As more companies are consolidating their datacenters into the cloud for increased flexibility, accessibility and scalability, AWS has emerged as the biggest player in the space with upwards of 32% market share. But when examining a path to AWS, there’s often terminology that differs from other vendors, such as “landing zone” – what does this term mean?
AWS landing zone definition
AWS defines a landing zone as follows: “AWS landing zone is a solution that helps customers more quickly set up a secure, multi-account AWS environment based on AWS best practices. With the large number of design choices, setting up a multi-account environment can take a significant amount of time, involve the configuration of multiple accounts and services, and require a deep understanding of AWS services. This solution can help save time by automating the set-up of an environment for running secure and scalable workloads while implementing an initial security baseline through the creation of core accounts and resources. It also provides a baseline environment to get started with a multi-account architecture, identity and access management, governance, data security, network design, and logging.”
What an AWS landing zone entails
With the AWS landing zone acting as the baseline upon which to construct your AWS environment, it therefore becomes the first destination in your cloud migration. It’s designed to be a building block essentially, so that IT staff can outfit their datasets and applications before spinning them up for end users. Here’s an example of a typical AWS environment, built upon an AWS landing zone:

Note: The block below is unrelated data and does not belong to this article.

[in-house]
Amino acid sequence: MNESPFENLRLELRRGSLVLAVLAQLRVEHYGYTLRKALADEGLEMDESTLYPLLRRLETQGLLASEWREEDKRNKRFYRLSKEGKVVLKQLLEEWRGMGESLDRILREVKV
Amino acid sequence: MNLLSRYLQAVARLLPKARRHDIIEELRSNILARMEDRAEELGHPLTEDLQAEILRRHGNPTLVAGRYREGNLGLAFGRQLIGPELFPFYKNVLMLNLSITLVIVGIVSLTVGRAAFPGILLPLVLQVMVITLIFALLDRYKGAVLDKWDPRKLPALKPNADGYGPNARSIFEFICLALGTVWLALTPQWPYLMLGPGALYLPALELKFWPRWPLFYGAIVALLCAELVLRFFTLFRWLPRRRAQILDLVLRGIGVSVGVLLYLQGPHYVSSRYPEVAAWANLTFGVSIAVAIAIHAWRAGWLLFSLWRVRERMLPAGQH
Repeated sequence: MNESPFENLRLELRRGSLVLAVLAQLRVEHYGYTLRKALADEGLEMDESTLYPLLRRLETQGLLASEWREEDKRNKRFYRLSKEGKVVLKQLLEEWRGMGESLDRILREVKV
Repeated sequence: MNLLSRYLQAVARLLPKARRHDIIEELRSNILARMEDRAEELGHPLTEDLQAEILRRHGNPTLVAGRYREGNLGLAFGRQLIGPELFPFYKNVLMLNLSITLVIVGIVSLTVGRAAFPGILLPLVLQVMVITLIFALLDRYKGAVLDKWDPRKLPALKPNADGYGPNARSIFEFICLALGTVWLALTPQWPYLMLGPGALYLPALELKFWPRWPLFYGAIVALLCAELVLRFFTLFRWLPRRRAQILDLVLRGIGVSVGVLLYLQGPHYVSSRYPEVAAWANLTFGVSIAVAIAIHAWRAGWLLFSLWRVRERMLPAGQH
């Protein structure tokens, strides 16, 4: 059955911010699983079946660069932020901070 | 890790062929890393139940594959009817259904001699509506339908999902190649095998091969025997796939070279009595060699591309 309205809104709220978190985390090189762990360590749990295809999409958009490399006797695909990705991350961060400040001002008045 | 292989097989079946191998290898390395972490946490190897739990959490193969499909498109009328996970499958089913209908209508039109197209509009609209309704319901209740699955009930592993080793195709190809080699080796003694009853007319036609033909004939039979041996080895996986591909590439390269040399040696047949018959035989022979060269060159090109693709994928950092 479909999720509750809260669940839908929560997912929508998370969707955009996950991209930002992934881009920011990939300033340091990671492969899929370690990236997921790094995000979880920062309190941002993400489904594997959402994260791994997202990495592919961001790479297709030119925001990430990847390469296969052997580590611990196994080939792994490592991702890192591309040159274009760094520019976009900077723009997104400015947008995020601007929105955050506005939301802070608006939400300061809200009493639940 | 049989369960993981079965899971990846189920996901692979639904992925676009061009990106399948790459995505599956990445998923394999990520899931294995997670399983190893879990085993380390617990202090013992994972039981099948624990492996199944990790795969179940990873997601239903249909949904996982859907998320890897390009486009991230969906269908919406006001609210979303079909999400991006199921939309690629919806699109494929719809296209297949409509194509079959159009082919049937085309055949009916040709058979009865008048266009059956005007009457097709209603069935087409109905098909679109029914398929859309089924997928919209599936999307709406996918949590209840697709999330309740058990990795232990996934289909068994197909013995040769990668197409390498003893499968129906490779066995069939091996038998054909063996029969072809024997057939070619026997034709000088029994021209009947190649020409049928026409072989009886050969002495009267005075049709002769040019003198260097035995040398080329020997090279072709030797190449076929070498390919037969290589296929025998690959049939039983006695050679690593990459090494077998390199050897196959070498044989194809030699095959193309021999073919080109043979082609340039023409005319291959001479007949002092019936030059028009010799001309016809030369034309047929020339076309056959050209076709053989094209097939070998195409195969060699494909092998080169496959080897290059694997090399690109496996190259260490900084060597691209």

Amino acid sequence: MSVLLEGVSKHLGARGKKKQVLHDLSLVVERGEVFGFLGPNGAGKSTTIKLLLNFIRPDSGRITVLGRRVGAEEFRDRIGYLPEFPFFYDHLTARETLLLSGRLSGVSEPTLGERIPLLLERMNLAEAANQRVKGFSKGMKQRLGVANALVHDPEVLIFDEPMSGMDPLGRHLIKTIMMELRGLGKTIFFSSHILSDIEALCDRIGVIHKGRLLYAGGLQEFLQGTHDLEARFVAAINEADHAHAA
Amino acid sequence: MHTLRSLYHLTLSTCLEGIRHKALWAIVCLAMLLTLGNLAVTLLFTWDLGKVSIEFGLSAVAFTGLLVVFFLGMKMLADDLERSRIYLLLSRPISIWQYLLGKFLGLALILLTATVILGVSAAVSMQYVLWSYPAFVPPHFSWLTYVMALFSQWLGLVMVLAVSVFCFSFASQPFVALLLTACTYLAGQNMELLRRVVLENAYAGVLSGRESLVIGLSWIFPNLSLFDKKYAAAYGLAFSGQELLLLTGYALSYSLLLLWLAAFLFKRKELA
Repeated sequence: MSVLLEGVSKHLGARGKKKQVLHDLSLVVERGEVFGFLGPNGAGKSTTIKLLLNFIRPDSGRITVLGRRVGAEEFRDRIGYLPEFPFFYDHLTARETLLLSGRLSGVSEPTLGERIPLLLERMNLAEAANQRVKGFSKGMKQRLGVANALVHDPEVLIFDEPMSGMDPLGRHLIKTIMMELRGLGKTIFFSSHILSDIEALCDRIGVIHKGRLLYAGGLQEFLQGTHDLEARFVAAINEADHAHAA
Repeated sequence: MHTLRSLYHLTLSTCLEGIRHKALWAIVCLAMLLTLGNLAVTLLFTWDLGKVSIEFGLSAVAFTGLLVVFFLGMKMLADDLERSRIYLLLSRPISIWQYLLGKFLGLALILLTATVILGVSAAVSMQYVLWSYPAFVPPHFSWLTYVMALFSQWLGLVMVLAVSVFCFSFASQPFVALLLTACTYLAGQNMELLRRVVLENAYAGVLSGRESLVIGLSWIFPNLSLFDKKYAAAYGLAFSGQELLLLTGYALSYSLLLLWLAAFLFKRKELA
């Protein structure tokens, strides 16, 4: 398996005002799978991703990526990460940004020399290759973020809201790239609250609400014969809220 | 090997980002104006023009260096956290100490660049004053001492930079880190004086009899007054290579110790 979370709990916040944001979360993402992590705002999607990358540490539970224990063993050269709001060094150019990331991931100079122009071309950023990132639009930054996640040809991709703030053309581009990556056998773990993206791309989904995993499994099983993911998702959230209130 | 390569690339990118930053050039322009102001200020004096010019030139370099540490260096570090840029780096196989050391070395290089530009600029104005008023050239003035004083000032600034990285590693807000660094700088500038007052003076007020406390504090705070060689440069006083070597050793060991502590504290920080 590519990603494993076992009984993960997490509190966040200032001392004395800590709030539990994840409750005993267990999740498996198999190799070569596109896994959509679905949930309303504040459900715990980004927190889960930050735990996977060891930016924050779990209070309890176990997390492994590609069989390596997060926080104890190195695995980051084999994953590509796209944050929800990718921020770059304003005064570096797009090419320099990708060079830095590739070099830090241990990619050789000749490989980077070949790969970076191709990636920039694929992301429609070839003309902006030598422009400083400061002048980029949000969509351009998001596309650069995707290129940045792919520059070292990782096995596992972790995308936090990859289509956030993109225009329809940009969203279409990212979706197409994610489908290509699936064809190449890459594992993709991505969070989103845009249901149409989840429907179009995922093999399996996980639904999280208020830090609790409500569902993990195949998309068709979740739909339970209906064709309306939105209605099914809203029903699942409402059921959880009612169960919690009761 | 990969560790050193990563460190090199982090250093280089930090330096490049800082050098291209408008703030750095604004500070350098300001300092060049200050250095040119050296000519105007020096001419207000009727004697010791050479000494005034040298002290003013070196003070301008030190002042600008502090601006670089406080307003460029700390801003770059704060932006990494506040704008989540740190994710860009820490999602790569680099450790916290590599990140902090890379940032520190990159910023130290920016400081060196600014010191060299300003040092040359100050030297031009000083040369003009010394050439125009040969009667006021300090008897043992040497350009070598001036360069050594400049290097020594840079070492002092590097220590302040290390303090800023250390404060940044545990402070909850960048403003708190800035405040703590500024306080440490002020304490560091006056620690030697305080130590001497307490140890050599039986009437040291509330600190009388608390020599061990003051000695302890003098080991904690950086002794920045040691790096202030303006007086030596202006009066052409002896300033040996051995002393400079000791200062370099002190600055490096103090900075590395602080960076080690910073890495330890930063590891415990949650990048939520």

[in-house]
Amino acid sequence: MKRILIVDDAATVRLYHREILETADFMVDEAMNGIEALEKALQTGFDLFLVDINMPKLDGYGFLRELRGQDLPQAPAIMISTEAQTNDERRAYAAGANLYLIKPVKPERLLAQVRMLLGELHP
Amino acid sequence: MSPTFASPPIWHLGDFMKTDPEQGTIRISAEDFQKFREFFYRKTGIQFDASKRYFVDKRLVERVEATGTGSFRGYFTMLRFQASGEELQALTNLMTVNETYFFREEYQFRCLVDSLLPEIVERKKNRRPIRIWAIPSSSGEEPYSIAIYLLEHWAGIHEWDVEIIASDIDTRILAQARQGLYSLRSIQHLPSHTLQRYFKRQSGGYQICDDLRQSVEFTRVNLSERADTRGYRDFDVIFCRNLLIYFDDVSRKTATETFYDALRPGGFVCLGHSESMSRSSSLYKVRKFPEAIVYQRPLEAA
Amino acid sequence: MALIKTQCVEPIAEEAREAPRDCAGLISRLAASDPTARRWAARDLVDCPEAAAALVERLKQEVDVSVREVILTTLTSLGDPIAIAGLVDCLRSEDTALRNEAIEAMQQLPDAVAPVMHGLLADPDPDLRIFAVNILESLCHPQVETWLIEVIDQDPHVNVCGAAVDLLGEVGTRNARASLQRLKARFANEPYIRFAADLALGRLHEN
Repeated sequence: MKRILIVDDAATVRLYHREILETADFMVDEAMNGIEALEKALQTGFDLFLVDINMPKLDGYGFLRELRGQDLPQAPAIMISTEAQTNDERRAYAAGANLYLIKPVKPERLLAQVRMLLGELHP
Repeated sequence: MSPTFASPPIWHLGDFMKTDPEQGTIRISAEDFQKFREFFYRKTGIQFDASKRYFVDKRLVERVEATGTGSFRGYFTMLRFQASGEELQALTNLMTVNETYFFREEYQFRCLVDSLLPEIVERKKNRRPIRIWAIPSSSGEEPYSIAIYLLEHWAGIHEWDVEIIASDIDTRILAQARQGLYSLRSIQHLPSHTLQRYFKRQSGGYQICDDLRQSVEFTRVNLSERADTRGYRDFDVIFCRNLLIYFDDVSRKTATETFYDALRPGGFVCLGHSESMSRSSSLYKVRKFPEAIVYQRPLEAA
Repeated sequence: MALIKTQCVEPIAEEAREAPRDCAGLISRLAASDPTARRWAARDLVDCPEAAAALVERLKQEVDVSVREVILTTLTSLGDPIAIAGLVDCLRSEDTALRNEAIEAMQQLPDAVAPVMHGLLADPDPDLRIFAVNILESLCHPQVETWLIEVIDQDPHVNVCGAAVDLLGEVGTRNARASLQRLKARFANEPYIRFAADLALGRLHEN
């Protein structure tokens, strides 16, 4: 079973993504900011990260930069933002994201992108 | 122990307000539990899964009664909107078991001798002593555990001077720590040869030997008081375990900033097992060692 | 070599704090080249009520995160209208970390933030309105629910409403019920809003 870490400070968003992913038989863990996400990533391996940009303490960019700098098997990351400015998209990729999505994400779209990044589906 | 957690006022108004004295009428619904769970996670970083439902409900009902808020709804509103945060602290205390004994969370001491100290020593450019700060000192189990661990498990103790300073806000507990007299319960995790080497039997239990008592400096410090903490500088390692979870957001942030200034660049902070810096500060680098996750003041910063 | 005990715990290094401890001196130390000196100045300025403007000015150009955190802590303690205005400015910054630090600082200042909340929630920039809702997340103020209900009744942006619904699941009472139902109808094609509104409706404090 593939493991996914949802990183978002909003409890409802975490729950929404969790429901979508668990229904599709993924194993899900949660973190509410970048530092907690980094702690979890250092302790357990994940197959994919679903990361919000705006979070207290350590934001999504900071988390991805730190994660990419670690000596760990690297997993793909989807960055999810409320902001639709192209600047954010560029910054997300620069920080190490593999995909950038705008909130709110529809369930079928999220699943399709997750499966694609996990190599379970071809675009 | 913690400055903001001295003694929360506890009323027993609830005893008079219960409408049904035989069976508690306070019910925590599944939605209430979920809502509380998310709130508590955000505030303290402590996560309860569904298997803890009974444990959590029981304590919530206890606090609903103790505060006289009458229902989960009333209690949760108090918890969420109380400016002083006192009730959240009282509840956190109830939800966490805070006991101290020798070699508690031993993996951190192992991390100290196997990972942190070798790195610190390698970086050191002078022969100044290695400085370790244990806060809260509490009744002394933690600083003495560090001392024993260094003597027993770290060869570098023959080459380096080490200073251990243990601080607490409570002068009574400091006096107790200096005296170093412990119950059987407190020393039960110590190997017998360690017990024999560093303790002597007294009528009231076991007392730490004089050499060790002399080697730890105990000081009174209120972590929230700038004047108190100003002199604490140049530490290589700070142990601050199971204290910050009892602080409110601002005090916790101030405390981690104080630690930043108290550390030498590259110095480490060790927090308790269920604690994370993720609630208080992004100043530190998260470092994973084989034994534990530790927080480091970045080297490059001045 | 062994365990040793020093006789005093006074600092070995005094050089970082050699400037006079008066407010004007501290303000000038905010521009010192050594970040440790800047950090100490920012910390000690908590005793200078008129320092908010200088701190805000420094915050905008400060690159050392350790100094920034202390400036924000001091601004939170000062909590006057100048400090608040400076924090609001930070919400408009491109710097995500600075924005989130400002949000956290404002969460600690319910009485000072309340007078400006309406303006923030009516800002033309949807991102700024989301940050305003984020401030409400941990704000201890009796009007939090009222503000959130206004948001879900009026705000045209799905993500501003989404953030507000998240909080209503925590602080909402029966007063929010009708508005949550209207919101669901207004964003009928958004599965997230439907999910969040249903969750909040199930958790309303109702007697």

The AWS landing zone also sets the baseline for security optimization, including the following solutions once deployed:
- AWS CloudTrail
- AWS Config
- AWS Config Rules
- AWS Identity and Access Management
- Cross-Account Access
- Amazon Virtual Private Cloud (VPC)
- AWS landing zone notifications
- Amazon GuardDuty
InterVision always customizes AWS landing zones to meet each client’s requirements, both for the IT team and their wider business.
Preparing for the Cloud Journey
Migrating to AWS takes a lot of planning ahead of the actual transition. From discovery & analysis to foundational planning to the foundation build on the AWS landing zone, legwork is needed to assess the full interdependencies of going to AWS, all before the migration phase.
InterVision recently launched a prescriptive program to assure clients of a successful and reliable cloud journey, called Cloud Migration Lifecycle Assurance (CMLA). To learn more about this program, reach out to us here.